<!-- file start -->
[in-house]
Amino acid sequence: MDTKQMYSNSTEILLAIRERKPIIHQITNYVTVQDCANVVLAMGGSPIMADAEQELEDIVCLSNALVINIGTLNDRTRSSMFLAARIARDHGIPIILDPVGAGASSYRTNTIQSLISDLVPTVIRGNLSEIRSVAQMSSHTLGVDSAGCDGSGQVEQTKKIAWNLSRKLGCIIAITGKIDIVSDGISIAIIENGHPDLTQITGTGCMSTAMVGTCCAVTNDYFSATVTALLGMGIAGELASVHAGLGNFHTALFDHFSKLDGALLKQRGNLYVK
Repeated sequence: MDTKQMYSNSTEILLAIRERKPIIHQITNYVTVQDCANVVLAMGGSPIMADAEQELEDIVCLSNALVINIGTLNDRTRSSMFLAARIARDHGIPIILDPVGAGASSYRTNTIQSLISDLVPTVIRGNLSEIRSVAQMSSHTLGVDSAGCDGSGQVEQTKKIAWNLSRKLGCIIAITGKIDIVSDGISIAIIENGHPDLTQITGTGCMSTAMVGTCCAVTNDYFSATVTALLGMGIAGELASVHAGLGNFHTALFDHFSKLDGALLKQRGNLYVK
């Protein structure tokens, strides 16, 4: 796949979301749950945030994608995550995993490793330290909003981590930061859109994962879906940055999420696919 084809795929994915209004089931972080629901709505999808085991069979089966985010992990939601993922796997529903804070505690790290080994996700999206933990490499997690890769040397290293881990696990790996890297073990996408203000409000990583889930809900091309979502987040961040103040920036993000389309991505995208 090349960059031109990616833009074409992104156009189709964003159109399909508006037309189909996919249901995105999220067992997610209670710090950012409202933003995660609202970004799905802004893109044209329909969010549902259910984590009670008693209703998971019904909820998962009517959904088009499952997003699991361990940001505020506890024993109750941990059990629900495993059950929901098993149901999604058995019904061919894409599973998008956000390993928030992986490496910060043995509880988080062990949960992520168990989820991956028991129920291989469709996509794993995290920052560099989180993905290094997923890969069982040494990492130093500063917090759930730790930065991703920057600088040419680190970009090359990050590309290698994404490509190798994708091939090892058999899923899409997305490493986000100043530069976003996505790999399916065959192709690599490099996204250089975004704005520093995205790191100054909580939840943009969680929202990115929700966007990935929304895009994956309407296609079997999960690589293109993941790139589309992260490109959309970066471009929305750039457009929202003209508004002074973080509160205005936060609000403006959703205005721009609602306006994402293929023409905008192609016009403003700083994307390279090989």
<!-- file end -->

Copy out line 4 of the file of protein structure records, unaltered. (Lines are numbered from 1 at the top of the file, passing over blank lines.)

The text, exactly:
């Protein structure tokens, strides 16, 4: 796949979301749950945030994608995550995993490793330290909003981590930061859109994962879906940055999420696919 084809795929994915209004089931972080629901709505999808085991069979089966985010992990939601993922796997529903804070505690790290080994996700999206933990490499997690890769040397290293881990696990790996890297073990996408203000409000990583889930809900091309979502987040961040103040920036993000389309991505995208 090349960059031109990616833009074409992104156009189709964003159109399909508006037309189909996919249901995105999220067992997610209670710090950012409202933003995660609202970004799905802004893109044209329909969010549902259910984590009670008693209703998971019904909820998962009517959904088009499952997003699991361990940001505020506890024993109750941990059990629900495993059950929901098993149901999604058995019904061919894409599973998008956000390993928030992986490496910060043995509880988080062990949960992520168990989820991956028991129920291989469709996509794993995290920052560099989180993905290094997923890969069982040494990492130093500063917090759930730790930065991703920057600088040419680190970009090359990050590309290698994404490509190798994708091939090892058999899923899409997305490493986000100043530069976003996505790999399916065959192709690599490099996204250089975004704005520093995205790191100054909580939840943009969680929202990115929700966007990935929304895009994956309407296609079997999960690589293109993941790139589309992260490109959309970066471009929305750039457009929202003209508004002074973080509160205005936060609000403006959703205005721009609602306006994402293929023409905008192609016009403003700083994307390279090989």